6. Use PowerPoint Slides 164 - 167 to cover the discussions on this issue.
Mr. Sullivan used the ends to justify his means. He was focused on short-term results. He thought
he could conceal the truth with his abilities. Questions he could have asked: Is this really a gray
7. All of Houston mourned when the truth about Enron emerged because it had been so generous of a
company in terms of supporting the community and the arts. The same is true here. WorldCom was
Compare & Contrast
1. Use PowerPoint Slide 167 for this discussion. The quotes offer some insights for the students on
their credos. Tell the truth. Do not succumb to pressure when you are asked to do something that
you know is wrong. Do not let the ends (saving the company) justify the means (accounting fraud).
Remember manipulating numbers is but a temporary fix, a nonsustainable competitive model. Note
that he refers to himself as a coward for not facing up to WorldCom’s financial downturn.
2. Sprint and AT&T are in much better financial condition and now understand that WorldCom’s numbers
were an illusion. Their observations at the time WorldCom was at the top of the market are proof of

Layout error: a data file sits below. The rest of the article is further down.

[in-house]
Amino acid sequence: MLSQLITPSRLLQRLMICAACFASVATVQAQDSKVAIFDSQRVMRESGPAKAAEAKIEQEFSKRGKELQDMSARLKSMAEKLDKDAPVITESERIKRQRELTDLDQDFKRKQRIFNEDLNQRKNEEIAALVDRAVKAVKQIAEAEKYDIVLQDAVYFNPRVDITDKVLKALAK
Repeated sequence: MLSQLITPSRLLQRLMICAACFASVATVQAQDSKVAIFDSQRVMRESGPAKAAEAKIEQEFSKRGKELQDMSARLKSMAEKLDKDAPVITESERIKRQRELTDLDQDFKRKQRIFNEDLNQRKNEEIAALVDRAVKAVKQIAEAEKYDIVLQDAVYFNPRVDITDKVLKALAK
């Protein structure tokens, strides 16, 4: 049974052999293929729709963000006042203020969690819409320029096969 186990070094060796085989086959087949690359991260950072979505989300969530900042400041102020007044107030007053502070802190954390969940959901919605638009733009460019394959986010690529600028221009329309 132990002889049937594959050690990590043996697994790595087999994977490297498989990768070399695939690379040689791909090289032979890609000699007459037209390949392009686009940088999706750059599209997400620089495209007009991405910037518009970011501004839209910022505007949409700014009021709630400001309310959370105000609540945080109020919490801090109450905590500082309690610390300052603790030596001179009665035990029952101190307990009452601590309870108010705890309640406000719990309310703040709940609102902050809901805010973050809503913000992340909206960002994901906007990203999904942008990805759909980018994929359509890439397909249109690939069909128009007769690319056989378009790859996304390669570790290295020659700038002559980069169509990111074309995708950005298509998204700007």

the “if it sounds too good to be true, it is too good to be true.” WorldCom was defying basic market,
economic, and accounting principles, but yet, once again, those with expertise failed to raise those
questions or were too willing to accept facile explanations. Perhaps the students can learn from this
and other cases that there is no magic solution in business; that success comes down to the basic
business principles of keeping costs low, production up, customer service good, and paying attention
to the need for strategic changes and direction. There is no magic or one company that is this much
better than another, 132% better, is tough to explain in terms of what WorldCom was doing differently
from the other telecoms. Michael Keith does have new credibility because he was asking the right,
very logical questions.
3. The common threads so far in the cases studied (and these will carry through into other cases):
Pressure to maintain numbers
Fear among employees
Unwillingness to raise questions both internally and externally
Weak boards (for different reasons, but they were all weak)
Conflicts of interest abounded among officers and company and relatives, etc.
Perception that they were better and above the competitive fray in the marketplace
Good corporate citizens with many of the executives also being good community citizens
Use PowerPoint Slides 168 and 169 and have the students add any of their common
An important credo element here is the need to stay grounded – not succumbing to the belief that you are
above the others in business and also above the basic rules of law and accounting. Have the students
consider Betty Vinson – she was not looking at the risk in just entering the numbers because she thought
she was saving her job, a position she needed as the breadwinner. A simple credo – I would never
submit false information for company reports, data processing, or financial disclosures.